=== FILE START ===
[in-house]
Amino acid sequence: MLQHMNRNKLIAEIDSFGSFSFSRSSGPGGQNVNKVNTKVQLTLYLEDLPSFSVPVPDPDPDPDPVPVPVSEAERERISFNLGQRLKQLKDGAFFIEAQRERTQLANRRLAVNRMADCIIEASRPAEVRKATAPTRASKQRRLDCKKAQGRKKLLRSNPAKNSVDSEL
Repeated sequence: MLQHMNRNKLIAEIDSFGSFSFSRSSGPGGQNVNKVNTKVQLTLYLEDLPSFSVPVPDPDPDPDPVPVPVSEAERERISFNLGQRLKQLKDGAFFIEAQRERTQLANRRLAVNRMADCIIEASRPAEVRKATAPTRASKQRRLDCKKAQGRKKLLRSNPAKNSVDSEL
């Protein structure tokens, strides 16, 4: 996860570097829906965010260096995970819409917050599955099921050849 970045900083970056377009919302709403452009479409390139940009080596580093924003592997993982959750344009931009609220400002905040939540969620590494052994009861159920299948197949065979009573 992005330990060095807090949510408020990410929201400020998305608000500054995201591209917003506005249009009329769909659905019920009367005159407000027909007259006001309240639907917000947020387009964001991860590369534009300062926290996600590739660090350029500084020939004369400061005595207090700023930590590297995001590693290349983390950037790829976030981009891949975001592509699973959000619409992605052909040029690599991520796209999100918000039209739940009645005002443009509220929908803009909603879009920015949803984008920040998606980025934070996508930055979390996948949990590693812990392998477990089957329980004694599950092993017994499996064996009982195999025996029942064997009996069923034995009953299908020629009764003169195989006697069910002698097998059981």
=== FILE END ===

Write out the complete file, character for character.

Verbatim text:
[in-house]
Amino acid sequence: MLQHMNRNKLIAEIDSFGSFSFSRSSGPGGQNVNKVNTKVQLTLYLEDLPSFSVPVPDPDPDPDPVPVPVSEAERERISFNLGQRLKQLKDGAFFIEAQRERTQLANRRLAVNRMADCIIEASRPAEVRKATAPTRASKQRRLDCKKAQGRKKLLRSNPAKNSVDSEL
Repeated sequence: MLQHMNRNKLIAEIDSFGSFSFSRSSGPGGQNVNKVNTKVQLTLYLEDLPSFSVPVPDPDPDPDPVPVPVSEAERERISFNLGQRLKQLKDGAFFIEAQRERTQLANRRLAVNRMADCIIEASRPAEVRKATAPTRASKQRRLDCKKAQGRKKLLRSNPAKNSVDSEL
């Protein structure tokens, strides 16, 4: 996860570097829906965010260096995970819409917050599955099921050849 970045900083970056377009919302709403452009479409390139940009080596580093924003592997993982959750344009931009609220400002905040939540969620590494052994009861159920299948197949065979009573 992005330990060095807090949510408020990410929201400020998305608000500054995201591209917003506005249009009329769909659905019920009367005159407000027909007259006001309240639907917000947020387009964001991860590369534009300062926290996600590739660090350029500084020939004369400061005595207090700023930590590297995001590693290349983390950037790829976030981009891949975001592509699973959000619409992605052909040029690599991520796209999100918000039209739940009645005002443009509220929908803009909603879009920015949803984008920040998606980025934070996508930055979390996948949990590693812990392998477990089957329980004694599950092993017994499996064996009982195999025996029942064997009996069923034995009953299908020629009764003169195989006697069910002698097998059981």